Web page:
Of course, just having “a family” does not make it a “mechanism for growing loving-kindness.” There are certainly single-parent or gay families that do a far better job on that score than others that are (technically) intact nuclear families. Love is the key (and stability, continuity, etc.).
That’s one reason I am dismayed at those who apparently see a dichotomy between what one does for one’s family and what one does for “the outside world.” What better way to save the world than to have a nurturing environment for the young of one’s own family?
When this is neglected or distorted, the consequences are felt pretty quickly: offspring with a lack of altruistic impulses, inability to care for others, asocial or sociopathic personalities – leading to drug abuse, sexual and psychic abuse, violent crime, the establishment of yet more dysfunctional families – and it mushrooms in a generation or two. A contagion of non-caring.
St. Gregory’s Foundation
Recently Irina von Schlippe, founder of St. Gregory’s Foundation, was guest speaker at St. Nicholas of Myra Orthodox Church in Amsterdam. Her visit grew out of the parish’s decision to focus our Nativity Fast collection on a project sponsored by St. Gregory’s Foundation: a self-help project in Karelia, northwestern Russia, sponsored by the parish of Kondopoga. Irina gave us a detailed description of the remarkable parish in Kondopoga and how the money raised by our parish is being used.
She also told us a little of her life story: her deportation to Germany when she was six, living in Berlin during the Second World War, after the war going to Morocco as a refugee, later still moving to France and then England, after university working as an interpreter, then with the Russian Service of the BBC, followed by 23 years of teaching languages and literature. A 1990 visit to Russia was the occasion that brought St. Gregory’s Foundation into existence, an endeavor warmly supported by her spiritual father, Metropolitan Anthony of Sourozh.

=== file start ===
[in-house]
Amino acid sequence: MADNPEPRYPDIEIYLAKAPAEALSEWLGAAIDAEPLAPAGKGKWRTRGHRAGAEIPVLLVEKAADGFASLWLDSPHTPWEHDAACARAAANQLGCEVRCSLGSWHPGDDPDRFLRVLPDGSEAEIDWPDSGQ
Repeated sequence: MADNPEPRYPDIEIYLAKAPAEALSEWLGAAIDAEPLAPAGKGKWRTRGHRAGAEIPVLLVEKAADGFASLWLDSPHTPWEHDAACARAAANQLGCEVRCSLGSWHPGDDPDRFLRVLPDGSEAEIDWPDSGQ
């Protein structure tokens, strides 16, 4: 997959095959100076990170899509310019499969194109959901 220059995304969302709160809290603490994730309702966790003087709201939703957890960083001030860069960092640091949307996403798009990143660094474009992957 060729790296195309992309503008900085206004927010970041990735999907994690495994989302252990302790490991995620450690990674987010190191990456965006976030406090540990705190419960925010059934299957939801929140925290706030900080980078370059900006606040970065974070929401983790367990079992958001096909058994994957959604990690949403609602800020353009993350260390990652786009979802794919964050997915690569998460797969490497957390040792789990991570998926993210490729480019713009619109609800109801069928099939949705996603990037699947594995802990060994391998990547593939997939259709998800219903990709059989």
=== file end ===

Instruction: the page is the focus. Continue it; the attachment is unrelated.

One of the people Irina visited in 1990 was the widow of a priest who six years before had been burned alive in his church. Realizing the poverty in which her friend was living, and the destitution so many other were struggling with, she worked with trustworthy friends in Russia, to develop self-help projects. She and her co-workers were convinced that more important than charitable gifts that come and are quickly gone are endeavors which can change the lives of those involved: better than clothes are the means of making clothes; better than a shipment of medicine are programs that improve Russian health care.
In the course of the first ten years 57 shipping containers have been sent to Russia by St. Gregory’s Foundation in support of various projects that created work: fabric, sewing machines, knitting yarn and knitting needles, etc. Also five ambulances and a wide range of medical equipment has been donated.
“We have worked only at the root level reaching people the state does not reach,” Irina explained. “Many of our early collaborators were physicists and mathematicians. One the advantages is that such people are in fields in which it is impossible to lie. Also they were among the first to have fax machines and e-mail addresses, making communication easier.”
One aspect of the Foundation’s work has been to assist people with handicapped children. Furniture to meet their needs is specially made at the carpentry workshop set up by the parish in Kondopoga.